In our first reading, we learn that the prophet Isaiah has composed a song about his good friend, the vineyard keeper. We are not told this right away in the passage, but we learn the vineyard keeper is actually God. The thoughtful and hardworking keeper first decided on which land to plant, then the land was cleared of stones. After doing all this, he planted the vines and constructed a special vat and watchtower. As farming plans can go, the crop had every chance to become perfect, but it didn't. Surprisingly wild grapes grew instead, and the keeper became irritated and quite upset. His only recourse was to let the vineyard go and become whatever it would. Certainly there is a lot of symbolism in this story for God and our lives.
Matthew's Gospel of this weekend continues the vineyard theme, but in this case, it is the human element that is addressed. The story is the landowner (God) previously sent servants (prophets) to gather the proceeds from the harvest. The vineyard workers (the chief priests and elders) killed the slaves. And then we learn that finally the landowner sent his son thinking that beyond a doubt the workers surely would not kill him, too. But, in fact in the story, they did (Jesus' crucifixion). We believe that it is God's way that something good should be born from something bad. Even though the workers killed the son, new life for the world began with his death and resurrection. We cannot do bad things to cause good, but we can take the bad and help find some good. When we think about it we are clearly the vines planted by Isaiah's vineyard keeper. Deep down, we know that we have been given every opportunity to love and serve God, but are the grapes of our vines wild or will we yield a good crop? In many ways, the vineyard of Matthew's Gospel has been left to us. The owner's son was killed, but new life began with his resurrection. We know that the field has been entrusted to our care - that is the field of the Church and God's world. We are called to continue the care of the vineyard and be faithful to its mission. The fruit we yield must be good. Therefore, we need to work actively in our Church and world to be sure that it is God's will that prevails. We have been given a choice. Will you choose to bring good and life to our lives?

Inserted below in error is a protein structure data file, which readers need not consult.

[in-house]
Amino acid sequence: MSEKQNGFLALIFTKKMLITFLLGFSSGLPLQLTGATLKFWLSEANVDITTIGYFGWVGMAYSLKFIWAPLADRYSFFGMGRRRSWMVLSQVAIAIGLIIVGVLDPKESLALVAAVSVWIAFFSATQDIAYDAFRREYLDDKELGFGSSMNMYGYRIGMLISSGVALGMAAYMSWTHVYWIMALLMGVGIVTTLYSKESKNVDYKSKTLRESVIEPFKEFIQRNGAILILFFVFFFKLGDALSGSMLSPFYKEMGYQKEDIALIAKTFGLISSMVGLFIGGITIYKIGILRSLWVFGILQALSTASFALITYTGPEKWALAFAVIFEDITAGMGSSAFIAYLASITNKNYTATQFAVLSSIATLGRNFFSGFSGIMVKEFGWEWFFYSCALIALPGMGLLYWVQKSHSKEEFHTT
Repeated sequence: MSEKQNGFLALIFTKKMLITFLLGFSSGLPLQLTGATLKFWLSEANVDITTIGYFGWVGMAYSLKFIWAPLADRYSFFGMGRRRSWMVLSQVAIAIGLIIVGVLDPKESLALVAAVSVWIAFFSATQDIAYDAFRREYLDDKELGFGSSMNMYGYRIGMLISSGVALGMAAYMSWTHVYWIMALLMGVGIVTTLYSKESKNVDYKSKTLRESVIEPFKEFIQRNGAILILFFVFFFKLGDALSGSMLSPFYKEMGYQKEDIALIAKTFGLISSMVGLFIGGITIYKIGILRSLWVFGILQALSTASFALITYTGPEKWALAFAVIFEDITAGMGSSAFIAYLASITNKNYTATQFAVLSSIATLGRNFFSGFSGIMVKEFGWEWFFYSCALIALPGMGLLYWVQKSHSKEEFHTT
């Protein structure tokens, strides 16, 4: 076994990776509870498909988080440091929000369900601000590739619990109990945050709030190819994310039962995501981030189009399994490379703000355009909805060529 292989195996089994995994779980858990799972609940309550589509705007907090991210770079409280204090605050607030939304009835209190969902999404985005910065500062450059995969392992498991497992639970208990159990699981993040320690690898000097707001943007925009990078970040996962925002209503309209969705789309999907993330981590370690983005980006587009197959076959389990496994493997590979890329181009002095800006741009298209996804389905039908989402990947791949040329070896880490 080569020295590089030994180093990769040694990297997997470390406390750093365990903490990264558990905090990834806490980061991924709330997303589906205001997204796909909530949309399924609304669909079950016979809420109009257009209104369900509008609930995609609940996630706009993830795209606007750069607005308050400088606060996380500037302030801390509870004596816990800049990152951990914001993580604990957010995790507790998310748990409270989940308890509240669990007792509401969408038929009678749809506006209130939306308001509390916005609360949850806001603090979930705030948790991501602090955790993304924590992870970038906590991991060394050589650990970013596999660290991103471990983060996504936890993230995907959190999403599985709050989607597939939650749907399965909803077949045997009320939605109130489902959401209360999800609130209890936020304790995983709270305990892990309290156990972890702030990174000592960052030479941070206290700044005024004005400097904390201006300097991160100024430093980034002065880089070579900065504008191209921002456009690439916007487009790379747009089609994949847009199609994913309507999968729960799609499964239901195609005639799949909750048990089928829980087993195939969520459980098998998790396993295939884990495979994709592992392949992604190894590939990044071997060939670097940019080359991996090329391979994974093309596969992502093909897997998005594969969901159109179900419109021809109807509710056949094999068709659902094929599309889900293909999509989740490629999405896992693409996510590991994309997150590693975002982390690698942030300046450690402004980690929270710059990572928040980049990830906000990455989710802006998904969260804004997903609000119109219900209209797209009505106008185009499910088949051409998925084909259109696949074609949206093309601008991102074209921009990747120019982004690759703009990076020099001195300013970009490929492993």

The Passing of Time: Just a thought or two about this season of the year: So much of the regular routine of our life has restarted as we move through September into October. The Fall in New England is a time that can become frantic and over scheduled. School, sports, music and art lessons and all sorts of special personal development activities have restarted. Sometimes, life becomes too hectic. I hope that folks save time for family and friends to meet, have some food together and some fun. An over-scheduled life does not really lead to anything except an emptiness for what really matters. What matters is spending time with the people of your heart and life. I would also suggest that spending time with God at Mass is also an important activity and can make your life deeper, more meaningful and purposeful and also more satisfying.
Mass of Remembrance: Please mark the date: On Saturday, November 4 at 11 AM, we will celebrate an "All Souls' Mass" of Remembrance for those who have gone before us in this past year. Please plan to attend and invite your family and friends.BACK TO LIST